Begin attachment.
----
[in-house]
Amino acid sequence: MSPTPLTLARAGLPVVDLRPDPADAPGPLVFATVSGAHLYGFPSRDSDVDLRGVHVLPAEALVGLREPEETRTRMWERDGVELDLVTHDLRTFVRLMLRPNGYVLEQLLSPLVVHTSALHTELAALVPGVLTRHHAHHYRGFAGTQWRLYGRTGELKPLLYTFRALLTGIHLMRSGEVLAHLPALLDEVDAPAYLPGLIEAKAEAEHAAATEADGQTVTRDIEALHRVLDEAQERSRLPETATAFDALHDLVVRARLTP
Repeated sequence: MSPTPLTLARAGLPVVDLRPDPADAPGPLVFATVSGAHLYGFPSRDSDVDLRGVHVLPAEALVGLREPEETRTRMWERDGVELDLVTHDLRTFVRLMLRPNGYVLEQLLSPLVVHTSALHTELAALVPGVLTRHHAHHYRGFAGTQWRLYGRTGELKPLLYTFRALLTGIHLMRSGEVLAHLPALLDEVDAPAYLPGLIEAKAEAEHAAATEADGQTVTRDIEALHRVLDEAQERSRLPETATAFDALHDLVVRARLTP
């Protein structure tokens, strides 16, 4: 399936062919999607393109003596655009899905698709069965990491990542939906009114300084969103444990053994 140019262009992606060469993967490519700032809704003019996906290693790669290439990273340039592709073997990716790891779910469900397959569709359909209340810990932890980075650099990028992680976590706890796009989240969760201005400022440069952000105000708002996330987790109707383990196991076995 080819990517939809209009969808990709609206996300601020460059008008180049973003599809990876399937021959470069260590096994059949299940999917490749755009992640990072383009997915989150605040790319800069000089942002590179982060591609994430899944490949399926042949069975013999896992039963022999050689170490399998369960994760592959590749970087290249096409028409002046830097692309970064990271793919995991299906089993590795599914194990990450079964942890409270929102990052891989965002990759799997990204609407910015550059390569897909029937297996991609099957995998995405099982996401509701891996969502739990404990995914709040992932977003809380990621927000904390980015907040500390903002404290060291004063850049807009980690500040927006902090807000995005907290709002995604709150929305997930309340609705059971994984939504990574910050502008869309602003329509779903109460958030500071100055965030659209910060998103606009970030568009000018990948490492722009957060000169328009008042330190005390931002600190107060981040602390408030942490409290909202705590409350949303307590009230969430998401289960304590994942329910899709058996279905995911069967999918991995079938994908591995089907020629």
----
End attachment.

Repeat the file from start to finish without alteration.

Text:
[in-house]
Amino acid sequence: MSPTPLTLARAGLPVVDLRPDPADAPGPLVFATVSGAHLYGFPSRDSDVDLRGVHVLPAEALVGLREPEETRTRMWERDGVELDLVTHDLRTFVRLMLRPNGYVLEQLLSPLVVHTSALHTELAALVPGVLTRHHAHHYRGFAGTQWRLYGRTGELKPLLYTFRALLTGIHLMRSGEVLAHLPALLDEVDAPAYLPGLIEAKAEAEHAAATEADGQTVTRDIEALHRVLDEAQERSRLPETATAFDALHDLVVRARLTP
Repeated sequence: MSPTPLTLARAGLPVVDLRPDPADAPGPLVFATVSGAHLYGFPSRDSDVDLRGVHVLPAEALVGLREPEETRTRMWERDGVELDLVTHDLRTFVRLMLRPNGYVLEQLLSPLVVHTSALHTELAALVPGVLTRHHAHHYRGFAGTQWRLYGRTGELKPLLYTFRALLTGIHLMRSGEVLAHLPALLDEVDAPAYLPGLIEAKAEAEHAAATEADGQTVTRDIEALHRVLDEAQERSRLPETATAFDALHDLVVRARLTP
């Protein structure tokens, strides 16, 4: 399936062919999607393109003596655009899905698709069965990491990542939906009114300084969103444990053994 140019262009992606060469993967490519700032809704003019996906290693790669290439990273340039592709073997990716790891779910469900397959569709359909209340810990932890980075650099990028992680976590706890796009989240969760201005400022440069952000105000708002996330987790109707383990196991076995 080819990517939809209009969808990709609206996300601020460059008008180049973003599809990876399937021959470069260590096994059949299940999917490749755009992640990072383009997915989150605040790319800069000089942002590179982060591609994430899944490949399926042949069975013999896992039963022999050689170490399998369960994760592959590749970087290249096409028409002046830097692309970064990271793919995991299906089993590795599914194990990450079964942890409270929102990052891989965002990759799997990204609407910015550059390569897909029937297996991609099957995998995405099982996401509701891996969502739990404990995914709040992932977003809380990621927000904390980015907040500390903002404290060291004063850049807009980690500040927006902090807000995005907290709002995604709150929305997930309340609705059971994984939504990574910050502008869309602003329509779903109460958030500071100055965030659209910060998103606009970030568009000018990948490492722009957060000169328009008042330190005390931002600190107060981040602390408030942490409290909202705590409350949303307590009230969430998401289960304590994942329910899709058996279905995911069967999918991995079938994908591995089907020629």